What is the mind muscle connection?
The mind muscle connection or, in technical talk neuromuscular innervation is a term used when lifting weights referring to ‘feeling’ the muscle you’re training throughout each repetition of your workout. Arnold Schwarzenegger was a strong believer in the mind muscle connection, often speaking of visualization and a few other techniques I’ll discuss in a moment.
The primary reason for improving your mind muscle connection is to increase the number of muscle fibers recruited while lifting and increasing the contraction of the muscle on each repetition.
Increased recruitment and contraction will result in increased muscle mass and strength, this involves being able to control, fire and relax the muscle in question on demand. Can you bounce your pecs up and down? This takes a degree of established mind muscle connection to perform properly (without twitching your shoulders!).
How to improve the mind muscle connection:
Before you lay on that bench and get under the barbell take a moment to mentally ‘check in’ and envision the set you’re about to perform. Imagine lowering the barbell in a controlled manner to your chest while feeling the stretch across your pectorals before exploding upwards and squeezing your chest together to get that contraction at the top of your repetition.
I’ve found when I don’t take a moment to envision honing in on the muscle I’m training I often end up unconsciously recruiting secondary muscle groups (such as the shoulders since we’re discussing the flat barbell bench press).
Now that you’ve already mentally played out your set you’ll feel a far greater level of control and contraction throughout your set.
Perform several lighter weight perfect form war-up sets
A huge mistake guys make when they get to the gym is warming up incorrectly. Not only will you not feel an optimal mind muscle connection but you’re also at a much higher risk of injury if you neglect your warm-up or don’t perform one at all.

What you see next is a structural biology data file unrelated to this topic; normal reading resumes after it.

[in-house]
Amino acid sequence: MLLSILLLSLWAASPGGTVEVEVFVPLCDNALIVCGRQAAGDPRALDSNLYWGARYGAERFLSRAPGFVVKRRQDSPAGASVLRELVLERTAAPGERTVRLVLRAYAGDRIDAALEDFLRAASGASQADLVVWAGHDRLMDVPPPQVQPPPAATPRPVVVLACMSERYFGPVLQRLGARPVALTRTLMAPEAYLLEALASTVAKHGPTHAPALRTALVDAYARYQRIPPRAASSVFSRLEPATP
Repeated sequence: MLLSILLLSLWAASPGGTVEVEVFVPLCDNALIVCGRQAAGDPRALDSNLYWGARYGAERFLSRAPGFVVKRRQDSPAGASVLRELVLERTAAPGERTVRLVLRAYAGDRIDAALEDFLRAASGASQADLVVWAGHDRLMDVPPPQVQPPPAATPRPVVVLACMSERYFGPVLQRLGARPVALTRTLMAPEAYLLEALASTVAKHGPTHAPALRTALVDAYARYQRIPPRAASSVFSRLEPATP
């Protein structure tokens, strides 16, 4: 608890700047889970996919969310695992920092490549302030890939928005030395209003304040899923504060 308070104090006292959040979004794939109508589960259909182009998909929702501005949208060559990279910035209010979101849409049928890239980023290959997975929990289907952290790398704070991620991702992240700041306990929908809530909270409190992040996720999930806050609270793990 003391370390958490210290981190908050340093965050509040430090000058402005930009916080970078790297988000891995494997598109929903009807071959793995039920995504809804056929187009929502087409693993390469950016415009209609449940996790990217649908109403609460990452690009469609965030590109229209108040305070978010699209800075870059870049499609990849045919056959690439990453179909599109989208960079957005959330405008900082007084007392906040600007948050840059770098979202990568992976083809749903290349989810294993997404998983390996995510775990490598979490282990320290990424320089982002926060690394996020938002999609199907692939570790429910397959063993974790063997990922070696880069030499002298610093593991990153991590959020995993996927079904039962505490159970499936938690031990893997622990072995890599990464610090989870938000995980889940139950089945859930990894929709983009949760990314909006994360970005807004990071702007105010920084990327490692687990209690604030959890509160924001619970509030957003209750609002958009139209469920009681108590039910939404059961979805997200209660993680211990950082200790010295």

Instead of performing a few basic static stretches (which have actually been proven to decrease your performance when it comes to explosive strength based exercises) I recommend you follow a slightly more dynamic warm-up.
Perform 2 – 3 light sets (50% of your working set weight) for 10 reps per set. Take your time and focus on the stretching and squeezing throughout the range of motion.
Upon completing your warm-up sets to focus on the mind muscle connection increase the weight to that of your regular heavy sets and focus on maintaining the same control and contraction throughout the movement of each rep. If you’re not feeling it or your struggling to keep the weight under control it’s time to lower the weight of your work sets while you perfect your form and control of the exercise.
Tense the muscle prior to each set
Before each set flex and hold for a count of two seconds before picking up the dumbbells/barbell and lifting. I find this techniques helps me maintain a strong mind muscle connection when performing pull-ups – by taking a moment to bring my shoulder blades together and contract my lats I’m able to hone in on the muscle better and ensure I’m pulling through my lats as opposed to my biceps as fatigue sets in.